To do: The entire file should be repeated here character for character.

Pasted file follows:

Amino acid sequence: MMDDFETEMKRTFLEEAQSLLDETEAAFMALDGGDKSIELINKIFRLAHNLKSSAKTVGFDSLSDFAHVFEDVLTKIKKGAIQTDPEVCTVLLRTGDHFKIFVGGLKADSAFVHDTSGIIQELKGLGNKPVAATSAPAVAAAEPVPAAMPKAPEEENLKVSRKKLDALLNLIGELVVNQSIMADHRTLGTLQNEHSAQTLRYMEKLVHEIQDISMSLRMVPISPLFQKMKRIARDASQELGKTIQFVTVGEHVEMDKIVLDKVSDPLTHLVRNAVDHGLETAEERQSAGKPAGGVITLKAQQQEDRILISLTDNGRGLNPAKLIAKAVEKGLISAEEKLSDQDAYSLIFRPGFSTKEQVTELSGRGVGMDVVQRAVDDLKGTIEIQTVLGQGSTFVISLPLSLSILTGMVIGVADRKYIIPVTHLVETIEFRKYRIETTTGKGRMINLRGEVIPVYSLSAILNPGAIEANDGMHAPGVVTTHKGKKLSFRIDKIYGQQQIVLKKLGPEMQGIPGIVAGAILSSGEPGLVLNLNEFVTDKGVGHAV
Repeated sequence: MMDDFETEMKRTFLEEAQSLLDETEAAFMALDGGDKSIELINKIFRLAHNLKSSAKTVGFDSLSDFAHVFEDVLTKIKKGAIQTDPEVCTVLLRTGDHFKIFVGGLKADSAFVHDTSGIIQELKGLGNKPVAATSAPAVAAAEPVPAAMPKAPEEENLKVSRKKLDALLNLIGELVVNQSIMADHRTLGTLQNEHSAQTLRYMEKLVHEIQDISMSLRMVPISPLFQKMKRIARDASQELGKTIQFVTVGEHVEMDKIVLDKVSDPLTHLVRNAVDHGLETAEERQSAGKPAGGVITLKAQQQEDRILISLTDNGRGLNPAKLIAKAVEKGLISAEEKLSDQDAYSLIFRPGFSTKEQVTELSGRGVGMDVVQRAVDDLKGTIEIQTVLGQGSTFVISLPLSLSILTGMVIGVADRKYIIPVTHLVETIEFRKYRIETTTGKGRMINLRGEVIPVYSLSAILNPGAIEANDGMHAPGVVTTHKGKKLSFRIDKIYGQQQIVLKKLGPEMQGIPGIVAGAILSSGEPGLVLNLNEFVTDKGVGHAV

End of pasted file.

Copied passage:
Amino acid sequence: MMDDFETEMKRTFLEEAQSLLDETEAAFMALDGGDKSIELINKIFRLAHNLKSSAKTVGFDSLSDFAHVFEDVLTKIKKGAIQTDPEVCTVLLRTGDHFKIFVGGLKADSAFVHDTSGIIQELKGLGNKPVAATSAPAVAAAEPVPAAMPKAPEEENLKVSRKKLDALLNLIGELVVNQSIMADHRTLGTLQNEHSAQTLRYMEKLVHEIQDISMSLRMVPISPLFQKMKRIARDASQELGKTIQFVTVGEHVEMDKIVLDKVSDPLTHLVRNAVDHGLETAEERQSAGKPAGGVITLKAQQQEDRILISLTDNGRGLNPAKLIAKAVEKGLISAEEKLSDQDAYSLIFRPGFSTKEQVTELSGRGVGMDVVQRAVDDLKGTIEIQTVLGQGSTFVISLPLSLSILTGMVIGVADRKYIIPVTHLVETIEFRKYRIETTTGKGRMINLRGEVIPVYSLSAILNPGAIEANDGMHAPGVVTTHKGKKLSFRIDKIYGQQQIVLKKLGPEMQGIPGIVAGAILSSGEPGLVLNLNEFVTDKGVGHAV
Repeated sequence: MMDDFETEMKRTFLEEAQSLLDETEAAFMALDGGDKSIELINKIFRLAHNLKSSAKTVGFDSLSDFAHVFEDVLTKIKKGAIQTDPEVCTVLLRTGDHFKIFVGGLKADSAFVHDTSGIIQELKGLGNKPVAATSAPAVAAAEPVPAAMPKAPEEENLKVSRKKLDALLNLIGELVVNQSIMADHRTLGTLQNEHSAQTLRYMEKLVHEIQDISMSLRMVPISPLFQKMKRIARDASQELGKTIQFVTVGEHVEMDKIVLDKVSDPLTHLVRNAVDHGLETAEERQSAGKPAGGVITLKAQQQEDRILISLTDNGRGLNPAKLIAKAVEKGLISAEEKLSDQDAYSLIFRPGFSTKEQVTELSGRGVGMDVVQRAVDDLKGTIEIQTVLGQGSTFVISLPLSLSILTGMVIGVADRKYIIPVTHLVETIEFRKYRIETTTGKGRMINLRGEVIPVYSLSAILNPGAIEANDGMHAPGVVTTHKGKKLSFRIDKIYGQQQIVLKKLGPEMQGIPGIVAGAILSSGEPGLVLNLNEFVTDKGVGHAV